The average water temperature experiences significant seasonal variation over the course of the year.
The time of year with warmer water lasts for 2.7 months, from July 24 to October 16, with an average temperature above 54°F. The day of the year with the warmest water is September 1, with an average temperature of 59°F.
The time of year with cooler water lasts for 4.5 months, from December 31 to May 15, with an average temperature below 38°F. The day of the year with the coolest water is March 8, with an average temperature of 33°F.
Average Water Temperature
Best Time of Year to Visit
To characterize how pleasant the weather is in Shikotan throughout the year, we compute two travel scores.
The tourism score favors clear, rainless days with perceived temperatures between 65°F and 80°F. Based on this score, the best time of year to visit Shikotan for general outdoor tourist activities is from early August to late September, with a peak score in the last week of August.
The beach/pool score favors clear, rainless days with perceived temperatures between 75°F and 90°F. Based on this score, the best time of year to visit Shikotan for hot-weather activities is from mid August to early September, with a peak score in the third week of August.
For each hour between 8:00 AM and 9:00 PM of each day in the analysis period (1980 to 2016), independent scores are computed for perceived temperature, cloud cover, and total precipitation. Those scores are combined into a single hourly composite score, which is then aggregated into days, averaged over all the years in the analysis period, and smoothed.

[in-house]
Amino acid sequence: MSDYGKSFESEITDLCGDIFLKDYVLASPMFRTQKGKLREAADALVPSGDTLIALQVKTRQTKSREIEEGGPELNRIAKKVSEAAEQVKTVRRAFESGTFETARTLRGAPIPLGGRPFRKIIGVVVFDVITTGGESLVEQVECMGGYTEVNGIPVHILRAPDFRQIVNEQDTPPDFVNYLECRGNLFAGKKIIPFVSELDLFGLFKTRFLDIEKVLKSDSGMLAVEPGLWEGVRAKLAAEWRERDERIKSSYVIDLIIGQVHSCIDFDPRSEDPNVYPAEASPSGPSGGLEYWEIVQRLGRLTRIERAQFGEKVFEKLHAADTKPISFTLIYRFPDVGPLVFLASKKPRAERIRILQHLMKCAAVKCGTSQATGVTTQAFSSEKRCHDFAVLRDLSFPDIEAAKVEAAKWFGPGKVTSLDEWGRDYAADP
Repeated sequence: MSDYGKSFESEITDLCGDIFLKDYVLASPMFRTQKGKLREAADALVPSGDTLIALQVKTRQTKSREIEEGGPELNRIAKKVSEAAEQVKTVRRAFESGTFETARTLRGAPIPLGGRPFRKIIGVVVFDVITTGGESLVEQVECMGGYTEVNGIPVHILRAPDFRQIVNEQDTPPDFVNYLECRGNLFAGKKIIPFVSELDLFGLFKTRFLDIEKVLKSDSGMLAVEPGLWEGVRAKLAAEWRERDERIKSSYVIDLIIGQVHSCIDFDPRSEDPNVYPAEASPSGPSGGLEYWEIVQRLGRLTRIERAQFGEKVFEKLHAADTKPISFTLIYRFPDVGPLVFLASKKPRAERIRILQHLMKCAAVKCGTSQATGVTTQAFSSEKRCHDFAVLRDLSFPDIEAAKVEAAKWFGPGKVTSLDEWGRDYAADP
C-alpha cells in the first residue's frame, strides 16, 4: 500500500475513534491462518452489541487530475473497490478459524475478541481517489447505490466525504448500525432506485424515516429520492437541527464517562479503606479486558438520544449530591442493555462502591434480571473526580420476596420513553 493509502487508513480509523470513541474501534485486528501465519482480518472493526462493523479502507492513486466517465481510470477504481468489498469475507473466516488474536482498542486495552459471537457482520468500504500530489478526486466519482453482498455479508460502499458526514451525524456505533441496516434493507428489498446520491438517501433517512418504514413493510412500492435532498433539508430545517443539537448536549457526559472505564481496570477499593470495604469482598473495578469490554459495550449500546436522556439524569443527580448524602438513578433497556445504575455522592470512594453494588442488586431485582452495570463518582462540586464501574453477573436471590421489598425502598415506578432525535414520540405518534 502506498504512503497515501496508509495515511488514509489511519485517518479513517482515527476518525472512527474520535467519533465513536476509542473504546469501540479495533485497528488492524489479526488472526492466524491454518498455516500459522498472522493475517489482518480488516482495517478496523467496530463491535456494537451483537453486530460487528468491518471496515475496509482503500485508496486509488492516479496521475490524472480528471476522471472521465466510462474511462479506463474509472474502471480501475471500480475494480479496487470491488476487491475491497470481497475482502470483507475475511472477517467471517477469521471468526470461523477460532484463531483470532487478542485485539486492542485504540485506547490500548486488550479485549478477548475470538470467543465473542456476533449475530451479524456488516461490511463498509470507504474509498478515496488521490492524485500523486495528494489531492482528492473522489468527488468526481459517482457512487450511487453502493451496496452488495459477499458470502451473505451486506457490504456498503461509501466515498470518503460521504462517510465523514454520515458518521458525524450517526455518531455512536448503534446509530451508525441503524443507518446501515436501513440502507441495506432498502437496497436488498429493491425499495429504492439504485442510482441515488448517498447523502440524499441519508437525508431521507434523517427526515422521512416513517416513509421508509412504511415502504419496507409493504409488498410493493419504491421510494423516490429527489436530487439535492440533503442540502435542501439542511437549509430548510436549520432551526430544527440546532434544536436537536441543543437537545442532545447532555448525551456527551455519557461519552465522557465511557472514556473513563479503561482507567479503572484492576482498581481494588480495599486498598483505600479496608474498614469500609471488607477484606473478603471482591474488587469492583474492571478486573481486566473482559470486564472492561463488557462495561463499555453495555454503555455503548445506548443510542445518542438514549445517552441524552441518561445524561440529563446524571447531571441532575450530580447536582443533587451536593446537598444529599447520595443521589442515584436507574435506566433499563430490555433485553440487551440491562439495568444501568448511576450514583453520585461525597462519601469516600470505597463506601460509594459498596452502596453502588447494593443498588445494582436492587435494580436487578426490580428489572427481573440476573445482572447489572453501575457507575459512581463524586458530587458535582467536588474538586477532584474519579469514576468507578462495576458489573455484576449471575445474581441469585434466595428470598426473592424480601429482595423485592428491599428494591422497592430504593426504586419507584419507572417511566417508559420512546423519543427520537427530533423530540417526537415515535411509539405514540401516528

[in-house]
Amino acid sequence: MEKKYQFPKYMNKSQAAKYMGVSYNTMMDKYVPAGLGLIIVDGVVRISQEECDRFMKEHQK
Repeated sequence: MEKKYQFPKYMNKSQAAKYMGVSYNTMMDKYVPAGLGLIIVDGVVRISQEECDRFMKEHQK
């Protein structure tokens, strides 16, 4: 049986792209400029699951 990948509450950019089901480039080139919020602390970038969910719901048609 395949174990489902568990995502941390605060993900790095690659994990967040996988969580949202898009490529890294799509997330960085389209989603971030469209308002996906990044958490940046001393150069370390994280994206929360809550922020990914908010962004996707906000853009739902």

Our cloud cover score is 10 for fully clear skies, falling linearly to 9 for mostly clear skies, and to 1 for fully overcast skies.
Our precipitation score, which is based on the three-hour precipitation centered on the hour in question, is 10 for no precipitation, falling linearly to 9 for trace precipitation, and to 0 for 0.04 inches of precipitation or more.
Our tourism temperature score is 0 for perceived temperatures below 50°F, rising linearly to 9 for 65°F, to 10 for 75°F, falling linearly to 9 for 80°F, and to 1 for 90°F or hotter.
Our beach/pool temperature score is 0 for perceived temperatures below 65°F, rising linearly to 9 for 75°F, to 10 for 82°F, falling linearly to 9 for 90°F, and to 1 for 100°F or hotter.
Definitions of the growing season vary throughout the world, but for the purposes of this report, we define it as the longest continuous period of non-freezing temperatures (≥ 32°F) in the year (the calendar year in the Northern Hemisphere, or from July 1 until June 30 in the Southern Hemisphere).
The growing season in Shikotan typically lasts for 7.4 months (226 days), from around April 19 to around December 1, rarely starting before April 2 or after May 6, and rarely ending before November 15 or after December 17.
Time Spent in Various Temperature Bands and the Growing Season
frigid 15°F freezing 32°F very cold 45°F cold 55°F cool 65°F comfortable 75°F warm 85°F hot 95°F sweltering
Growing degree days are a measure of yearly heat accumulation used to predict plant and animal development, and defined as the integral of warmth above a base temperature, discarding any excess above a maximum temperature. In this report, we use a base of 50°F and a cap of 86°F.
Based on growing degree days alone, the first spring blooms in Shikotan should appear around July 25, only rarely appearing before July 16 or after August 9.
Growing Degree Days
This section discusses the total daily incident shortwave solar energy reaching the surface of the ground over a wide area, taking full account of seasonal variations in the length of the day, the elevation of the Sun above the horizon, and absorption by clouds and other atmospheric constituents. Shortwave radiation includes visible light and ultraviolet radiation.
The average daily incident shortwave solar energy experiences significant seasonal variation over the course of the year.